It’s also wise to consider the number of people. This won’t be your last brainstorm session and you can rotate through various parties, pulling people in and out, iterating until you have reached your goal. So, try to keep it small. I’ve found three to four is effective.
Well ahead of the session, you should be observing the problem. What is the problem? Who does it impact? What measurements do we have in place today to understand how it’s hampering our ability to meet our objectives? If we looked to solve this problem, what would our objective look like? Many of these are reflected as you produce OKRs. If you aren’t there yet, consider what those objectives and key results may look like. This allows you to maintain focus when brainstorming. I won’t speak much on this topic today, and rather highlight a fantastic piece by Teresa Torres from Product Talk, which gets you thinking proper on defining your opportunity.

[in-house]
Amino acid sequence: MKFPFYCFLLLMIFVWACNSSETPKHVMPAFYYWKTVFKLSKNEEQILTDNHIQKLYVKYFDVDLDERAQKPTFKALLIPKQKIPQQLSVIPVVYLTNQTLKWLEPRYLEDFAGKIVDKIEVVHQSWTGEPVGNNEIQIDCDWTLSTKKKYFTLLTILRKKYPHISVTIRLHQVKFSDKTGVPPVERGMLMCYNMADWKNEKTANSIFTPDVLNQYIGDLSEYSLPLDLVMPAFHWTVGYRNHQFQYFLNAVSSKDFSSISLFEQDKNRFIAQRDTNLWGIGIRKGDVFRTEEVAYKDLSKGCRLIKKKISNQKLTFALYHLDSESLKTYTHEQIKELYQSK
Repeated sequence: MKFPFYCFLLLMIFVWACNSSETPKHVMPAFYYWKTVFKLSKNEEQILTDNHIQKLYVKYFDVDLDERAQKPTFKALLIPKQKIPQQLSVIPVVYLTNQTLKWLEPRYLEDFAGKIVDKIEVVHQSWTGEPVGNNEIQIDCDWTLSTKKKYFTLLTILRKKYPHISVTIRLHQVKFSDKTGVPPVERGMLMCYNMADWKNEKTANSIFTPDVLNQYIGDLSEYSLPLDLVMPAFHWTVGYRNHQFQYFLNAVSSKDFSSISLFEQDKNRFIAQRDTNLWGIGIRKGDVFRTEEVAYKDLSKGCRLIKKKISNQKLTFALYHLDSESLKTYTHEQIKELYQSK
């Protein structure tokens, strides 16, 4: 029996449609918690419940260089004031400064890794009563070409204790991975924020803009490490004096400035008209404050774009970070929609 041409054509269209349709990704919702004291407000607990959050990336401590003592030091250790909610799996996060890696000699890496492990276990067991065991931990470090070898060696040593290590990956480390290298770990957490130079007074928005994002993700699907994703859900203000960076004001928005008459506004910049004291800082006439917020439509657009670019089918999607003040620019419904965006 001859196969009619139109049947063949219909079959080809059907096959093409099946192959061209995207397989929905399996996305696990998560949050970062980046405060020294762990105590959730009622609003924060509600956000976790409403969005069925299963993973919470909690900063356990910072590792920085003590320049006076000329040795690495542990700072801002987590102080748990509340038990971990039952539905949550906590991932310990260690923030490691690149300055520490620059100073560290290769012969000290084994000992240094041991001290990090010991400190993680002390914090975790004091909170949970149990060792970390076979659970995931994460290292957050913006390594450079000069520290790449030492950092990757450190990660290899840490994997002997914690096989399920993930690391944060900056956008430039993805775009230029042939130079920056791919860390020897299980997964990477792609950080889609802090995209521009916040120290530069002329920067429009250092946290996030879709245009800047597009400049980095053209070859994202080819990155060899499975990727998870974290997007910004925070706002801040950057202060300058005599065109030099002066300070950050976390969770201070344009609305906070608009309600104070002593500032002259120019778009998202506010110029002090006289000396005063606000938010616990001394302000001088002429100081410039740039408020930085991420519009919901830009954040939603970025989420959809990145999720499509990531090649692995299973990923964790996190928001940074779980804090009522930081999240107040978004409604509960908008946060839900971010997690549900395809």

Now that we have our party assembled and our problem defined, we can begin! In an in-office environment that’s likely going to include a whiteboard, or post-it notes, or maybe a Microsoft Surface if you’ve got that VC Money. But in the digital space, it normally looks like this:
Your role in this exercise is to extract the most important and relevant bits out of your party’s collective minds and placing them into this document. It’s beneficial to consider this document will transform into permanent documentation, especially as its scope is refined. But getting those minds buzzing can be difficult! A blank slate can be daunting or a great way to get a stream of consciousness out. The value gained from allowing a team member to let their energized thoughts travel is immense.
How do we be most effective? First, define roles. One of you must play the role of capturing the stream. You may be privileged enough to have a project manager in the room, but if you don’t, someone will need to capture the discussion. Since this article is about facilitating such a meeting, let’s assume that person is you!